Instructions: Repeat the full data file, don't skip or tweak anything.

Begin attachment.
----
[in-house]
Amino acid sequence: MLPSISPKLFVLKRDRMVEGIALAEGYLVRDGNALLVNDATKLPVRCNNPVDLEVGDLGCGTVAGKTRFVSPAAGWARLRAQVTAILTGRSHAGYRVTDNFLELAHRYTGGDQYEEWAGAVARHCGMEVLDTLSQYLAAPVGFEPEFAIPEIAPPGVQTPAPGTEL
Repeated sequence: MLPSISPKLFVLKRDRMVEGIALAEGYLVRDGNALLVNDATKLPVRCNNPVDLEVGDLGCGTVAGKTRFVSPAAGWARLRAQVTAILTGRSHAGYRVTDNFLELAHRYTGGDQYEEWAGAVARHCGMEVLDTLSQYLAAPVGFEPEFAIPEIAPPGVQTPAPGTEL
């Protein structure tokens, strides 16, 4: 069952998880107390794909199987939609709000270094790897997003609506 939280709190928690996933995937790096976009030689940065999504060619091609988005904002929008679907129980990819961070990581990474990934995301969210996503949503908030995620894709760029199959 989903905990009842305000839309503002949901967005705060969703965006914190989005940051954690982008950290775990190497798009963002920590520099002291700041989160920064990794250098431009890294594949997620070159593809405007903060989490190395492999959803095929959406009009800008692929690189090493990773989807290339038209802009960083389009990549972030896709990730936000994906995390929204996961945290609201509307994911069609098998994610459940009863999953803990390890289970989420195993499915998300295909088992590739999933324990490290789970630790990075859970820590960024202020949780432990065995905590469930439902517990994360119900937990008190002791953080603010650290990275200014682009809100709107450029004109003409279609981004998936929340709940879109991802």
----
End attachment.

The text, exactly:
[in-house]
Amino acid sequence: MLPSISPKLFVLKRDRMVEGIALAEGYLVRDGNALLVNDATKLPVRCNNPVDLEVGDLGCGTVAGKTRFVSPAAGWARLRAQVTAILTGRSHAGYRVTDNFLELAHRYTGGDQYEEWAGAVARHCGMEVLDTLSQYLAAPVGFEPEFAIPEIAPPGVQTPAPGTEL
Repeated sequence: MLPSISPKLFVLKRDRMVEGIALAEGYLVRDGNALLVNDATKLPVRCNNPVDLEVGDLGCGTVAGKTRFVSPAAGWARLRAQVTAILTGRSHAGYRVTDNFLELAHRYTGGDQYEEWAGAVARHCGMEVLDTLSQYLAAPVGFEPEFAIPEIAPPGVQTPAPGTEL
């Protein structure tokens, strides 16, 4: 069952998880107390794909199987939609709000270094790897997003609506 939280709190928690996933995937790096976009030689940065999504060619091609988005904002929008679907129980990819961070990581990474990934995301969210996503949503908030995620894709760029199959 989903905990009842305000839309503002949901967005705060969703965006914190989005940051954690982008950290775990190497798009963002920590520099002291700041989160920064990794250098431009890294594949997620070159593809405007903060989490190395492999959803095929959406009009800008692929690189090493990773989807290339038209802009960083389009990549972030896709990730936000994906995390929204996961945290609201509307994911069609098998994610459940009863999953803990390890289970989420195993499915998300295909088992590739999933324990490290789970630790990075859970820590960024202020949780432990065995905590469930439902517990994360119900937990008190002791953080603010650290990275200014682009809100709107450029004109003409279609981004998936929340709940879109991802």